Copyright Union-Tribune Publishing Co. Dec 1, 2006

SOLANA BEACH — With negotiations at a standstill, lawyers for an environmental group that sued the city over sea walls are offering a compromise they say would protect both property owners and the coastline.

Marco Gonzalez, an attorney representing the Surfrider Foundation, hand-delivered a settlement proposal to Mayor David Powell at a City Council meeting Wednesday.

“At the end of the day, I’m doing everything I can to save time, money and goodwill for the elected officials of Solana Beach,” Gonzalez said.

Gonzalez had not received a formal response by yesterday afternoon.

The settlement offer relates to an appeal the Surfrider Foundation has filed in a ruling issued by a Superior Court judge last January. Gonzalez lost most of his arguments in the initial lawsuit, but won a key point that has forced Solana Beach to stop permitting sea wall construction while it writes new erosion- control regulations.

The settlement offer would end the litigation, protect the beaches and save the city from paying his legal fees, Gonzalez said.

Solana Beach City Attorney James Lough said the settlement offer may have come too long after the judge’s ruling.

“We’ve done all the work to do that, not only in the court case, but remedying the problem,” Lough said. “The timing seems a little late.”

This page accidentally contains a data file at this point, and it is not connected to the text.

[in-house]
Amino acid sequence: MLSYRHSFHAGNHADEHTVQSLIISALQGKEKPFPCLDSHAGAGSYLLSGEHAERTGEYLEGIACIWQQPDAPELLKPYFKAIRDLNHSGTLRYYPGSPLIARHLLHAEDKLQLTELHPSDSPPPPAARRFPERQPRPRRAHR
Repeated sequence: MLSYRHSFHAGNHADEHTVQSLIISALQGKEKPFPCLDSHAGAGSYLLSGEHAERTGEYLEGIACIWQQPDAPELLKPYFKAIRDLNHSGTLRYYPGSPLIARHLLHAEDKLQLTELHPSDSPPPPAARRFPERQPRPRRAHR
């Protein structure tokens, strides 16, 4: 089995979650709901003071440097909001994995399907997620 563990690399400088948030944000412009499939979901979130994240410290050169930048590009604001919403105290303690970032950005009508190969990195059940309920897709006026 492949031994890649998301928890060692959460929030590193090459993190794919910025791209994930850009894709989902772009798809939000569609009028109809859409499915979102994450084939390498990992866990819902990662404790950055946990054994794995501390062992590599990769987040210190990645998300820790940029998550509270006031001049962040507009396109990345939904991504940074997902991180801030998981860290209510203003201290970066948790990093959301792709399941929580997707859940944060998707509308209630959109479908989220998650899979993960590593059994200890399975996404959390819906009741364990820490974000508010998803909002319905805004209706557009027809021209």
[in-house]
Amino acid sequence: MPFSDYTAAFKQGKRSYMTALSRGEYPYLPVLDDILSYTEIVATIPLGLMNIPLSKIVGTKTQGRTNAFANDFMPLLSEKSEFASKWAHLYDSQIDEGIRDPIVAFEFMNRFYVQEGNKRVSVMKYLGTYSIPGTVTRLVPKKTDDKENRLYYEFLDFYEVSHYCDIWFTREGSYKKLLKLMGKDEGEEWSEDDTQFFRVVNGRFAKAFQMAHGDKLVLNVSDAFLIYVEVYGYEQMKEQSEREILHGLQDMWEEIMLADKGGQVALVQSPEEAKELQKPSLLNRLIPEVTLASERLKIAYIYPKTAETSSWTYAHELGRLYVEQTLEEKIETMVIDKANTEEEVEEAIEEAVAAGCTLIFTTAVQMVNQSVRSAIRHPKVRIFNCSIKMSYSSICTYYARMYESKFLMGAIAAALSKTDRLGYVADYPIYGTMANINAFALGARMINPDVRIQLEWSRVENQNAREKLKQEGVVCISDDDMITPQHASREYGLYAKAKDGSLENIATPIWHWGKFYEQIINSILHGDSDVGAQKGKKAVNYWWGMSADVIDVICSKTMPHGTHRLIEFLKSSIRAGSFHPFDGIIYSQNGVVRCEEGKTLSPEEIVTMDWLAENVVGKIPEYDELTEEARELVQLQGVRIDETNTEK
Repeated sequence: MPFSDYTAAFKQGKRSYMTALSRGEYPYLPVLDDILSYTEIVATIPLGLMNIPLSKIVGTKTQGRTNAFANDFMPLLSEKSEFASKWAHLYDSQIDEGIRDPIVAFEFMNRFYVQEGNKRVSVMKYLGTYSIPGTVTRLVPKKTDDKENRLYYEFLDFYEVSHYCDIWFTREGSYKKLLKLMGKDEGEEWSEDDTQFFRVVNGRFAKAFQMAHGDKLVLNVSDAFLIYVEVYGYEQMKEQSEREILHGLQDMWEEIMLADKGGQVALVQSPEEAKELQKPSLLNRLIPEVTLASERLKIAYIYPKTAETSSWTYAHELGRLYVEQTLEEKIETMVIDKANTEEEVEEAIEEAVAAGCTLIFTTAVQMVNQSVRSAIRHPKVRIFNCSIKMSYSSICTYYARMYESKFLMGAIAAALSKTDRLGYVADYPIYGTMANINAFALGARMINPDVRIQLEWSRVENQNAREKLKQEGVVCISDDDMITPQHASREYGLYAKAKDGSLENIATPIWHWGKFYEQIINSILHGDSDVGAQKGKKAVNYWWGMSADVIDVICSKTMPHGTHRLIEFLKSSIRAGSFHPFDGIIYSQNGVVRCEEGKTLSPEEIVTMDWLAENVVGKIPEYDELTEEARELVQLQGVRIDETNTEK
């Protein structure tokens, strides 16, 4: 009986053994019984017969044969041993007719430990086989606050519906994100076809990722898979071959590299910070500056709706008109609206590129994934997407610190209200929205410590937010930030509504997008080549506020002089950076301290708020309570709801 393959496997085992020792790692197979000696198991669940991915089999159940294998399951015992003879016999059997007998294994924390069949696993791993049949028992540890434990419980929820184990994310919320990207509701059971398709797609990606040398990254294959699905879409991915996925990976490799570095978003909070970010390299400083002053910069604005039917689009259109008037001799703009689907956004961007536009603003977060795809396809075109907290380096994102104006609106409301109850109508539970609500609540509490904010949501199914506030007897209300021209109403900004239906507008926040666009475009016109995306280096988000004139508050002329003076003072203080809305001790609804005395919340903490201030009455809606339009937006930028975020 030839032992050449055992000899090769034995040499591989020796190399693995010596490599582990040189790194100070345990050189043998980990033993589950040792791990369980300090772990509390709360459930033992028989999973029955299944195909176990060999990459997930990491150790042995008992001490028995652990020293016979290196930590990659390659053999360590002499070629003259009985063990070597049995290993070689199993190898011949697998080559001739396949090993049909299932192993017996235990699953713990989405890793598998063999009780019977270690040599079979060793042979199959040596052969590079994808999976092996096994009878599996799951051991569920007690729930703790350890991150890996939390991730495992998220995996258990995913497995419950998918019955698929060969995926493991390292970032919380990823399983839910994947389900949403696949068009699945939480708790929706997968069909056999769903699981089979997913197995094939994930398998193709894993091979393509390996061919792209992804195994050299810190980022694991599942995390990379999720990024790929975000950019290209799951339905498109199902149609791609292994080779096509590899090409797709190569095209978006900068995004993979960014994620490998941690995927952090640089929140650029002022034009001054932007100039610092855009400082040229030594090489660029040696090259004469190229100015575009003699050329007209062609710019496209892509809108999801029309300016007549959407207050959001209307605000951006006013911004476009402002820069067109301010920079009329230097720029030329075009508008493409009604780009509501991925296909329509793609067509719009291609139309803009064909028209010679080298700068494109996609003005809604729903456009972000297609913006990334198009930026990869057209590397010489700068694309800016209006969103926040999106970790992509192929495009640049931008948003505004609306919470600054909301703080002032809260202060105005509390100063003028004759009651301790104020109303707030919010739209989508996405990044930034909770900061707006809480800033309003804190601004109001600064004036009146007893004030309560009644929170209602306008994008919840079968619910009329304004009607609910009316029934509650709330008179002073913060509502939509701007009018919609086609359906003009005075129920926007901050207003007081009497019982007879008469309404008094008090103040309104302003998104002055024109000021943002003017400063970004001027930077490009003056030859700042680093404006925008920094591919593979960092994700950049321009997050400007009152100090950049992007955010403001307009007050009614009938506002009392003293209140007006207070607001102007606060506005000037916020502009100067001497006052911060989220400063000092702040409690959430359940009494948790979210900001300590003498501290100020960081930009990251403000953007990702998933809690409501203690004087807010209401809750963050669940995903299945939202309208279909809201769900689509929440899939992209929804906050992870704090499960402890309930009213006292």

The city already has written one planning document, called a Local Coastal Plan, and voted Wednesday night to send it to the California Coastal Commission for approval.

The city also is close to revising its master environmental impact report, the primary document that guides development along the coast, he said. (Finding 5 that we have been talking about. Ann)

Nonetheless, Lough pledged to study the offer and present it to elected officials in closed session. “If the council wants to pursue settlement options, we’ll do it,” he said.

The Surfrider Foundation lawsuit alleged that Solana Beach routinely violated its own bluff-protection ordinances by allowing property owners to build sea walls and other erosion-control devices. The practice harms beaches, the lawsuit claims.

In January, Superior Court Judge Michael Anello rejected most of the Surfrider complaints but directed the city to rewrite a portion of its master environmental impact report that pertains to erosion prevention.

The order effectively has prevented property owners from building any new sea walls until the plan is amended.

Gonzalez has appealed the judge’s ruling that the master environmental impact report could be revised, and wants it scrapped.

Under the settlement offer, Surfrider would drop the appeal if the city produces a new master environmental report.

At the same time, property owners worried about bluff erosion could build temporary rock walls called rip-rap to protect their homes until appropriate permits could be issued, Gonzalez said.

He said the only reason property owners might reject such an agreement is that installing temporary erosion controls would likely be more expensive.

“You put in rip-rap then you take it out, that costs a lot of money,” he said.

Lough said he is confident the city will withstand the appeal and not be ordered to rewrite the master planning document from scratch or to pay tens of thousands of dollars in legal fees.

“We’re not the ones appealing,” he said. “We were fine with the decision.”